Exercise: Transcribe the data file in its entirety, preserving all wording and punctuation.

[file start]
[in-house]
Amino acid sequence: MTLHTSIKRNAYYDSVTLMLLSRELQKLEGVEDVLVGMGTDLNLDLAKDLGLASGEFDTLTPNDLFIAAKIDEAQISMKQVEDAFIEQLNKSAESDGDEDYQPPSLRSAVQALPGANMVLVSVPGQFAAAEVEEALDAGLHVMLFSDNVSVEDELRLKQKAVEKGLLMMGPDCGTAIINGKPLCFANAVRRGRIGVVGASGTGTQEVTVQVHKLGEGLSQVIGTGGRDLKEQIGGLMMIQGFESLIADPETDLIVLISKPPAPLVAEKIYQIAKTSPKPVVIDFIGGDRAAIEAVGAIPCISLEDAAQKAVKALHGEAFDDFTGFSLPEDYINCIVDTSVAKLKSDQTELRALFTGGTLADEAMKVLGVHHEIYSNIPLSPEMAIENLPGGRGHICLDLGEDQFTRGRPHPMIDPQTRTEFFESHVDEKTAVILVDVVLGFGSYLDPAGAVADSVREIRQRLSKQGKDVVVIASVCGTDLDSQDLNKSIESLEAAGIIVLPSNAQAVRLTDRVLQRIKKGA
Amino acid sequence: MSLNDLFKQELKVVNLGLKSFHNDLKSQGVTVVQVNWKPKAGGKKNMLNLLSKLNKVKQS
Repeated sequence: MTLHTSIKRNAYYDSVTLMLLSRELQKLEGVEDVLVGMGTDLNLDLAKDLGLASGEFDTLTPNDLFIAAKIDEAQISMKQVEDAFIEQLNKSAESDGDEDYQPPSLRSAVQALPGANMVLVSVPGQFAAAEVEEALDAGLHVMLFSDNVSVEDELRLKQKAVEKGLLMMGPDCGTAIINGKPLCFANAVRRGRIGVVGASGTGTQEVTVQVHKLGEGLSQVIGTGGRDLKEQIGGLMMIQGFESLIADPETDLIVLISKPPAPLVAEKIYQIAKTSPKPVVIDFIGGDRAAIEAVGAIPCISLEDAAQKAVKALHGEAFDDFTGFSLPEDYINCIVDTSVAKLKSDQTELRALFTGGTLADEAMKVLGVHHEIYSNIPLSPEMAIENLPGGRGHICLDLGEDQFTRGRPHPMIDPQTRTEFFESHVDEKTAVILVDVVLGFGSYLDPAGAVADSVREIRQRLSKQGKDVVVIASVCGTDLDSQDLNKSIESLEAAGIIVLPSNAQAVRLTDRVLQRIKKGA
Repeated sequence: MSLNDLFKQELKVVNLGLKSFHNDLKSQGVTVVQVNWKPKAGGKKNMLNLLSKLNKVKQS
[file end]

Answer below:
[in-house]
Amino acid sequence: MTLHTSIKRNAYYDSVTLMLLSRELQKLEGVEDVLVGMGTDLNLDLAKDLGLASGEFDTLTPNDLFIAAKIDEAQISMKQVEDAFIEQLNKSAESDGDEDYQPPSLRSAVQALPGANMVLVSVPGQFAAAEVEEALDAGLHVMLFSDNVSVEDELRLKQKAVEKGLLMMGPDCGTAIINGKPLCFANAVRRGRIGVVGASGTGTQEVTVQVHKLGEGLSQVIGTGGRDLKEQIGGLMMIQGFESLIADPETDLIVLISKPPAPLVAEKIYQIAKTSPKPVVIDFIGGDRAAIEAVGAIPCISLEDAAQKAVKALHGEAFDDFTGFSLPEDYINCIVDTSVAKLKSDQTELRALFTGGTLADEAMKVLGVHHEIYSNIPLSPEMAIENLPGGRGHICLDLGEDQFTRGRPHPMIDPQTRTEFFESHVDEKTAVILVDVVLGFGSYLDPAGAVADSVREIRQRLSKQGKDVVVIASVCGTDLDSQDLNKSIESLEAAGIIVLPSNAQAVRLTDRVLQRIKKGA
Amino acid sequence: MSLNDLFKQELKVVNLGLKSFHNDLKSQGVTVVQVNWKPKAGGKKNMLNLLSKLNKVKQS
Repeated sequence: MTLHTSIKRNAYYDSVTLMLLSRELQKLEGVEDVLVGMGTDLNLDLAKDLGLASGEFDTLTPNDLFIAAKIDEAQISMKQVEDAFIEQLNKSAESDGDEDYQPPSLRSAVQALPGANMVLVSVPGQFAAAEVEEALDAGLHVMLFSDNVSVEDELRLKQKAVEKGLLMMGPDCGTAIINGKPLCFANAVRRGRIGVVGASGTGTQEVTVQVHKLGEGLSQVIGTGGRDLKEQIGGLMMIQGFESLIADPETDLIVLISKPPAPLVAEKIYQIAKTSPKPVVIDFIGGDRAAIEAVGAIPCISLEDAAQKAVKALHGEAFDDFTGFSLPEDYINCIVDTSVAKLKSDQTELRALFTGGTLADEAMKVLGVHHEIYSNIPLSPEMAIENLPGGRGHICLDLGEDQFTRGRPHPMIDPQTRTEFFESHVDEKTAVILVDVVLGFGSYLDPAGAVADSVREIRQRLSKQGKDVVVIASVCGTDLDSQDLNKSIESLEAAGIIVLPSNAQAVRLTDRVLQRIKKGA
Repeated sequence: MSLNDLFKQELKVVNLGLKSFHNDLKSQGVTVVQVNWKPKAGGKKNMLNLLSKLNKVKQS